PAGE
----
Pedal, petal combine at Kitchen and Garden Tour in Steamboat | SteamboatToday.com

Pedal, petal combine at Kitchen and Garden Tour in Steamboat

2012 Strings Kitchen and Garden Tour

The Strings Kitchen and Garden Tour benefiting Strings Music Festival and featuring seven properties in Storm Mountain Ranch, the Anglers Pond neighborhood and the south valley is from 8:30 a.m. to 3:30 p.m. Saturday.

The tour kicks off at 8:30 a.m. at the Strings Music Pavilion with a light breakfast. There will be live entertainment from some of Steamboat’s finest musicians at many of the homes on the tour, and there’s even a bike taxi to shuttle you down some of the longest driveways. This year’s tour will feature a lunch stop at an extravagant barn on a property boasting 25 acres of gardens.

■ VIP Tour, $65: Gather friends and take advantage of an air-conditioned VIP bus, learn from a master gardener and enjoy door-to-door service (this option includes lunch and a VIP goodie bag).

■ Bike Tour, $25: Bike the 17-mile moderate ride along Steamboat’s scenic byways at an elevation of approximately 6,700 feet. Support vehicles will be circling the route to help cyclists.

■ Self-guided, $25: Pick up a map, and you’re off.

■ Picnic lunch, $15: Have a picnic lunch waiting for you at a designated lunch stop. Lunches will be provided by Backcountry Provisions.

To register for the tour, visit http://www.stringsmusicfestival.com.





Guests visiting the Larson Barn during Saturday's Strings Kitchen and Garden Tour may opt for a picnic lunch in the barn and on the surrounding patio. The event kicks off with a light breakfast at 8:30 a.m. at the Strings Music Pavilion, and there will be live entertainment from Steamboat musicians at many of the homes on the tour.
Tom Ross

2012 Strings Kitchen and Garden Tour

The Strings Kitchen and Garden Tour benefiting Strings Music Festival and featuring seven properties in Storm Mountain Ranch, the Anglers Pond neighborhood and the south valley is from 8:30 a.m. to 3:30 p.m. Saturday.

The tour kicks off at 8:30 a.m. at the Strings Music Pavilion with a light breakfast. There will be live entertainment from some of Steamboat's finest musicians at many of the homes on the tour, and there's even a bike taxi to shuttle you down some of the longest driveways. This year's tour will feature a lunch stop at an extravagant barn on a property boasting 25 acres of gardens.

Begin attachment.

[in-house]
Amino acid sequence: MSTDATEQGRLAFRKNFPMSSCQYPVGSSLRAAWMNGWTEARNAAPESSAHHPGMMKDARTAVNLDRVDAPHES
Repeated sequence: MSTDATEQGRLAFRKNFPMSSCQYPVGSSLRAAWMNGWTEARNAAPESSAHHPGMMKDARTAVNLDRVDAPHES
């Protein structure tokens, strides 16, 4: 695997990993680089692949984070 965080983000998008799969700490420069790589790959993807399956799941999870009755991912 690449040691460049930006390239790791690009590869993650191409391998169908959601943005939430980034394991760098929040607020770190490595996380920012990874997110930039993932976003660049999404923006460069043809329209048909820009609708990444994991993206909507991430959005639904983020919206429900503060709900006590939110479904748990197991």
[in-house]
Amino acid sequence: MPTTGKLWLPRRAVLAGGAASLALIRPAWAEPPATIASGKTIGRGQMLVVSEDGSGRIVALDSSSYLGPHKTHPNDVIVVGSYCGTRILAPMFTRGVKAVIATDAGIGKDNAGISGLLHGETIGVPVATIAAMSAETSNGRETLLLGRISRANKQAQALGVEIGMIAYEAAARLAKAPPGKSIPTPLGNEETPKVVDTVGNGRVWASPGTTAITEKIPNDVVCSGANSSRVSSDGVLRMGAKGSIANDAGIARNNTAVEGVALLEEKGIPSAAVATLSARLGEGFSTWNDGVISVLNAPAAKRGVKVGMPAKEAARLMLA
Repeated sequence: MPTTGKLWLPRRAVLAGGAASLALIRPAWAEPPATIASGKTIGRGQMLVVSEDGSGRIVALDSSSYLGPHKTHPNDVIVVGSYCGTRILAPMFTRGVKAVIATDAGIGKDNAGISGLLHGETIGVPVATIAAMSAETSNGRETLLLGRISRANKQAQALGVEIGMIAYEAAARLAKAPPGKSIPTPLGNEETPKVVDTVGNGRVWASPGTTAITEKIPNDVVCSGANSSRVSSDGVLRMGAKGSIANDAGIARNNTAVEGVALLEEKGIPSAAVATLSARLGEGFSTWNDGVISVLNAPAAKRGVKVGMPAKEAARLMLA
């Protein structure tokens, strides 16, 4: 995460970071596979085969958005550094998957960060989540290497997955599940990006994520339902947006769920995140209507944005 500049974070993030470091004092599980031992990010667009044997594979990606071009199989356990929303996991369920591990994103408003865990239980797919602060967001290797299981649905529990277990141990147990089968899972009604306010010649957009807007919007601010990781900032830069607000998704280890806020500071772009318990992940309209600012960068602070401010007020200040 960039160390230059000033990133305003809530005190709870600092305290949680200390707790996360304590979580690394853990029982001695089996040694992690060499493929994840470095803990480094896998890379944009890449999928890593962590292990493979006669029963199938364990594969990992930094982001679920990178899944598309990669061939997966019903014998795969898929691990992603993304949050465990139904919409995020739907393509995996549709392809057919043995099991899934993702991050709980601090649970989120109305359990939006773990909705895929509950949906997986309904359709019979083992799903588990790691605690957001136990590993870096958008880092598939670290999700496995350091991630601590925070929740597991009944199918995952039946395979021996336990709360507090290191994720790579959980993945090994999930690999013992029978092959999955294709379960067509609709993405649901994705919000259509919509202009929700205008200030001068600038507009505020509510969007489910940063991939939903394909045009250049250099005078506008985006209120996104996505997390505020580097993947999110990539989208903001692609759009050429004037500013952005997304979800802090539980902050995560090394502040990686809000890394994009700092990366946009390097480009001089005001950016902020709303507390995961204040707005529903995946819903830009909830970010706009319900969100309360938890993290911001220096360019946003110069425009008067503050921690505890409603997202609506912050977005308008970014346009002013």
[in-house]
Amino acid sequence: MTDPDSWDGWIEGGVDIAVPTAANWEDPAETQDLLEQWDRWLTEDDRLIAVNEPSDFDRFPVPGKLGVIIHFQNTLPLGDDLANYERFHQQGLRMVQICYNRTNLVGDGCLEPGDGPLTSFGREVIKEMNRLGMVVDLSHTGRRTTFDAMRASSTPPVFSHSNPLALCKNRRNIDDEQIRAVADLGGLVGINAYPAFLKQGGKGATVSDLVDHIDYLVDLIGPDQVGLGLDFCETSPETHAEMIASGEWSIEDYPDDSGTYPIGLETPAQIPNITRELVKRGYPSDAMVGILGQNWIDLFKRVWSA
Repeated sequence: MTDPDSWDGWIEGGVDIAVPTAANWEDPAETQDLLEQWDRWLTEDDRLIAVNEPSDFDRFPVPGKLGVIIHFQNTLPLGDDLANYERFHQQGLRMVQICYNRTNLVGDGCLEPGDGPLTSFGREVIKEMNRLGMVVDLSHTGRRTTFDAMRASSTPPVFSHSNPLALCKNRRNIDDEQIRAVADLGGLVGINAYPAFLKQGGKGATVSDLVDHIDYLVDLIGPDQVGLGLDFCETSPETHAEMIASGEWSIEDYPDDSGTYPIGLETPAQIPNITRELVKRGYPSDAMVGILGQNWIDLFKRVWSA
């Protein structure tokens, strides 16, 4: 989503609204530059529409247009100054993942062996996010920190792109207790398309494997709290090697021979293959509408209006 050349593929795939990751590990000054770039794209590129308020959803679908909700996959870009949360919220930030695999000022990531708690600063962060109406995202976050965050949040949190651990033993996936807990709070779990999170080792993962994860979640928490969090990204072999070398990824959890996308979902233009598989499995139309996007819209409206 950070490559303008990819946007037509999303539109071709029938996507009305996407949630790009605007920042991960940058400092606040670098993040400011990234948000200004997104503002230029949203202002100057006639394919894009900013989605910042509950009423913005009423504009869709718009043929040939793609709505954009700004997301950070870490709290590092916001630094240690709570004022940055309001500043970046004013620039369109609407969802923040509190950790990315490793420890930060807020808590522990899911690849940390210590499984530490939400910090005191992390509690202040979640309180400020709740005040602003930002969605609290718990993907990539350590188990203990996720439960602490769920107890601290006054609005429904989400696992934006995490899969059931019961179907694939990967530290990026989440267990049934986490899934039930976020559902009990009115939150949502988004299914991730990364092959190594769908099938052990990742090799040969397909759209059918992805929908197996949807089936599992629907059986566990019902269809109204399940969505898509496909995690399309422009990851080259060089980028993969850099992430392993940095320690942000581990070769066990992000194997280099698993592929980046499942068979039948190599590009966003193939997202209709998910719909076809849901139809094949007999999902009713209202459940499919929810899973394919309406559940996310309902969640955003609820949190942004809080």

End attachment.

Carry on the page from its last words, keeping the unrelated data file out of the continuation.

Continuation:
■ VIP Tour, $65: Gather friends and take advantage of an air-conditioned VIP bus, learn from a master gardener and enjoy door-to-door service (this option includes lunch and a VIP goodie bag).

■ Bike Tour, $25: Bike the 17-mile moderate ride along Steamboat's scenic byways at an elevation of approximately 6,700 feet. Support vehicles will be circling the route to help cyclists.

■ Self-guided, $25: Pick up a map, and you're off.

■ Picnic lunch, $15: Have a picnic lunch waiting for you at a designated lunch stop. Lunches will be provided by Backcountry Provisions.

To register for the tour, visit http://www.stringsmusicfestival.com.

Jim and Susan Larson's home is surrounded by ponds and flower gardens, but there also is a tidy plot of vegetables where lettuce and onions are flourishing.Tom Ross

— The 17th iteration of the Strings Kitchen and Garden Tour is about petals and pedals.

Throughout the years, the tour has developed into the top fundraiser for the Guild of Strings Music Festival as well as the best opportunity for the public to glimpse some of the finest homes in Steamboat Springs and their outdoor living spaces.

In a continuing effort to make the tour bicycle friendly, this year's homes have been chosen to reduce the route from 35 miles to 17 miles with a concentration of destinations in the Storm Mountain Ranch and Anglers Pond neighborhoods. And for those who choose to take a motorized, self-guided tour or a hosted tour in a luxury van, there's still a chance to honor Steamboat as Bike Town USA: Big Mountain Pedicab will ferry guests from Jim and Susan Larson's barn off Colorado Highway 131 to the gardens surrounding their home about a quarter-mile away.